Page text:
Nearly every small-displacement entry-level sportbike echoes MotoGP and World Superbike inspiration in its bodywork. But few hold their place as premium lightweight machines; the aggressive styling cues often hide budget components, meaning these machines are more basic-spec commuters than miniature racing contenders. That is why you will find that there is an exponential jump in price going from a Class 2B mid-category sports bike like the Yamaha R3 up to the Yamaha R6 (or R7 now) and likewise when looking at Honda's offering of the CBR250RR and CBR600RR. KTM wants to do things a little bit differently though and have put out the long-awaited RC 390 to prove this point.
The KTM RC 390 bucked the trend somewhat when it first launched in 2014. Now the bike looks to take the lightweight supersport class to the next level. Its intent is clear. Aside from fresh aerodynamic bodywork inspired by the Orange Brigade’s RC16 MotoGP machine, the all-new 2022 KTM RC 390 features premium updates focusing on function over form: a three-directional IMU, to support first-in-class lean-angle-sensitive traction control and ABS; a revised and lighter chassis; up-spec’d and adjustable WP Apex suspension; and sticky Continental tires, among others.
However, KTM left the RC’s liquid-cooled DOHC 373cc single-cylinder engine relatively unchanged to sustain European A2 license eligibility, implementing a short list of improvements to meet new, stricter Euro 5 standards. The RC 390 gets an all-new exhaust system, revised fueling, and a 40-percent-larger airbox. The result is a slight 1.5-pound-foot boost in torque, to 27.3 pound-feet at 7,000 rpm.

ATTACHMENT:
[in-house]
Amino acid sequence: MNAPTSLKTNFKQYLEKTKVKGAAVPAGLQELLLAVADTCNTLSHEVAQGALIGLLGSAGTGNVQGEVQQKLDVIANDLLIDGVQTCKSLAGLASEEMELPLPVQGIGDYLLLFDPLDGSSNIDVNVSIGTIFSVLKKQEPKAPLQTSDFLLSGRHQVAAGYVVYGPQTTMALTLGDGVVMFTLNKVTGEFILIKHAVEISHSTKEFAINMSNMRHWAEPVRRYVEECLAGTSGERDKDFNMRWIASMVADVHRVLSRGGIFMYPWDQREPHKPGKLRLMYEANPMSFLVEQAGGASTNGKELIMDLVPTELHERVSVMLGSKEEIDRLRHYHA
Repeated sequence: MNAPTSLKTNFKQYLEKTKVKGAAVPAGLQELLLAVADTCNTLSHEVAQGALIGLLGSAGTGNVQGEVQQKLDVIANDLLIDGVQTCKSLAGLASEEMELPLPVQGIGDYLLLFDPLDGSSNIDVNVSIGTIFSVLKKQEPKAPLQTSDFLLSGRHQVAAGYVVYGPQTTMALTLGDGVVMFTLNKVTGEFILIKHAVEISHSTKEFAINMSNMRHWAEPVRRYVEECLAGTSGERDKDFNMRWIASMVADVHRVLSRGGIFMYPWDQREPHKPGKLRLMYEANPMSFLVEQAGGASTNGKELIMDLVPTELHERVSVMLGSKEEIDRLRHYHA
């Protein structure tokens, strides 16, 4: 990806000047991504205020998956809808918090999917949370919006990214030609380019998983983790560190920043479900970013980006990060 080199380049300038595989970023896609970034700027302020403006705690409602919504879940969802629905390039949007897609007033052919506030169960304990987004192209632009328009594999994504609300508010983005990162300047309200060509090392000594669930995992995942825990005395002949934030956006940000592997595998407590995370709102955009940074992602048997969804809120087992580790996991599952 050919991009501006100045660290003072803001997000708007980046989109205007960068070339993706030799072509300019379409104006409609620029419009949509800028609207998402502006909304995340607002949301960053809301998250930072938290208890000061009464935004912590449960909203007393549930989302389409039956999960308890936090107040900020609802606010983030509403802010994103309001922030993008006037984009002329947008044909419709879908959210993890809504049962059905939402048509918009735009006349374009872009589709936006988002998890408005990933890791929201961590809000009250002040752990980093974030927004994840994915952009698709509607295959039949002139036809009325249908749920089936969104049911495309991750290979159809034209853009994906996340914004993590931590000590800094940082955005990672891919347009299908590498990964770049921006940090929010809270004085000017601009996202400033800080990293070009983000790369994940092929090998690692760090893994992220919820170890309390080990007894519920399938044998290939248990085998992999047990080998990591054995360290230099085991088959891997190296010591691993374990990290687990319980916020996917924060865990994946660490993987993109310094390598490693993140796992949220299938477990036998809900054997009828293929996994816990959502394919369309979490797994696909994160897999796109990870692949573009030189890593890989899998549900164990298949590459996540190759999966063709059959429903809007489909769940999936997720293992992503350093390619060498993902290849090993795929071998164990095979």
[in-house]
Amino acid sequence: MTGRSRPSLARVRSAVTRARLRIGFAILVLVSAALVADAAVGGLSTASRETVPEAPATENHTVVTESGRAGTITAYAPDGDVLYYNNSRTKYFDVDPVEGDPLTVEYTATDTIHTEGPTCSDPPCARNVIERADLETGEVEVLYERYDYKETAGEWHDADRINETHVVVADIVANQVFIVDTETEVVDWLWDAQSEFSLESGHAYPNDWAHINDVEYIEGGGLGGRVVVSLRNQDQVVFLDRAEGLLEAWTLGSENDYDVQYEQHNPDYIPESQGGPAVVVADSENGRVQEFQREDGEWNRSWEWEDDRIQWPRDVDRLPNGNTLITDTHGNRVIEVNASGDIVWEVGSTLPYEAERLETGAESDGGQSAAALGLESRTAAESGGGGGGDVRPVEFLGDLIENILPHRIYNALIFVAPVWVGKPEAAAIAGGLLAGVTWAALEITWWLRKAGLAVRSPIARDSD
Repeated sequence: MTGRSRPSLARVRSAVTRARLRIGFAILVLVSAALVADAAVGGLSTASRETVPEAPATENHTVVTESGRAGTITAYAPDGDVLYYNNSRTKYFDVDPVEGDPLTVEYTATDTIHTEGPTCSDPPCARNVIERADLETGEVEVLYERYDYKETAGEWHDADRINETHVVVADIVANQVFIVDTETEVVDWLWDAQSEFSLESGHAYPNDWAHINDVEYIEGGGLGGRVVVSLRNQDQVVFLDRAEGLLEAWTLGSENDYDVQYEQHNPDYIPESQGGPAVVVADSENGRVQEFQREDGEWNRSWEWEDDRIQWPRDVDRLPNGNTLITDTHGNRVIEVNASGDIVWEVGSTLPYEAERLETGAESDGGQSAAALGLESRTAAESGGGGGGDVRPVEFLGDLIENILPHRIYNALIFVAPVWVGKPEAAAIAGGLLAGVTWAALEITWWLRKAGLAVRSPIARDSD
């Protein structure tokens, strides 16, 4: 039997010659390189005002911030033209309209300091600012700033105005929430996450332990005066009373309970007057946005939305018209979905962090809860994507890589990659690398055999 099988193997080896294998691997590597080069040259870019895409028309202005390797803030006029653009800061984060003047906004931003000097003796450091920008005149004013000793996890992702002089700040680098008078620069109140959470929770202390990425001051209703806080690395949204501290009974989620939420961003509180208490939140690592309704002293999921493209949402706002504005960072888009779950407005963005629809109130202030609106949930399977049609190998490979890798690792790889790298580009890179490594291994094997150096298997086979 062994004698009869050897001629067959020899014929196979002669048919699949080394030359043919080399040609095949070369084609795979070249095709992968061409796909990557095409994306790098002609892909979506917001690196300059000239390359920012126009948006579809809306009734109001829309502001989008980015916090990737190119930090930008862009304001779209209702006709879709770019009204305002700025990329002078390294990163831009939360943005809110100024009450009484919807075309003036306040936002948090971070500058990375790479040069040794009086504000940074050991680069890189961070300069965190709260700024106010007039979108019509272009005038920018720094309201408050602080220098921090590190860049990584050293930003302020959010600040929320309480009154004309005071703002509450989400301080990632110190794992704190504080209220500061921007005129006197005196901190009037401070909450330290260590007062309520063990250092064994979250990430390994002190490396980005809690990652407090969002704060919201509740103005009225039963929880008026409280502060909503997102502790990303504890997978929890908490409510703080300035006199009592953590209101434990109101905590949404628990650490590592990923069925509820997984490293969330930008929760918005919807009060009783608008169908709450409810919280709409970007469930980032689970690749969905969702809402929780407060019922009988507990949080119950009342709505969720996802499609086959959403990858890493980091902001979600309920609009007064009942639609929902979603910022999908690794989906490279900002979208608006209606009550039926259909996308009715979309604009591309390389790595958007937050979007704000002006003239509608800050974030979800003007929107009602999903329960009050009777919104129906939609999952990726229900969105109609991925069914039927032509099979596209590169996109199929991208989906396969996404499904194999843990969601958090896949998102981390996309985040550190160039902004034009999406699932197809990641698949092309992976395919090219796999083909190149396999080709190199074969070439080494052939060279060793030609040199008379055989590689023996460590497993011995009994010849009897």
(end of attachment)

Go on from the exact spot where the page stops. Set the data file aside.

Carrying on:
Most of the RC 390′s updates focus on handling. KTM optimized the lateral rigidity of the RC’s steel trellis frame and bolt-on subframe, saving 3.3 pounds in the process. More weight savings comes in the form of trick lightweight “open hub” wheels, which are 7.5 pounds (30 percent) lighter than before, for a big reduction of unsprung weight. The 390 is also upgraded with a new fork from KTM-owned WP, featuring compression and rebound damping adjustment. The Apex shock is adjustable for spring preload and rebound damping, rare luxuries indeed for the lightweight segment.
The KTM RC 390 and all its updates come to a halt thanks to a new radial-mounted four-piston ByeBre caliper and 320mm disc up front plus a single-piston caliper clamping a 230mm disc at the rear. The RC features lean-angle-sensitive cornering ABS, a feature unique to its category. The system is switchable with KTM’s Supermoto ABS, which allows for rear-end lockup. The new braking system shaves an additional 2 pounds off the RC 390.
Revised MotoGP-inspired bodywork is claimed to have increased the top speed by approximately 7 mph, despite only minor engine tweaks. The clip-on handlebars have a 10mm height adjustment; significantly, there’s also a new full-color TFT dashboard with Bluetooth connectivity to KTM’s My Ride app directly in front of them. The fuel tank’s capacity increases to 3.6 gallons.
The 2022 KTM RC 390′s powerplant impressed with its friendly character during test rides in northern Italy, even if the lightweight supersport sounded a bit strangled at low revs through the factory exhaust system. Below 6,000 rpm, the single-cylinder pulls easily and fueled cleanly, and the feel of connection through its ride-by-wire throttle response is centuries ahead of single-cylinder engines of the past.
Keeping it spinning above the 6,000-rpm threshold and you’re rewarded with serious fun; at that point the exhaust finally warms to its task with a more aggressive note. When cruising at 75 mph, the rev counter hovers around 7,000 rpm with plenty of revs left to use. The RC happily pulls toward its redline in every gear, and despite the minimal engine changes, managed to reach an indicated 111 mph with some left in reserve.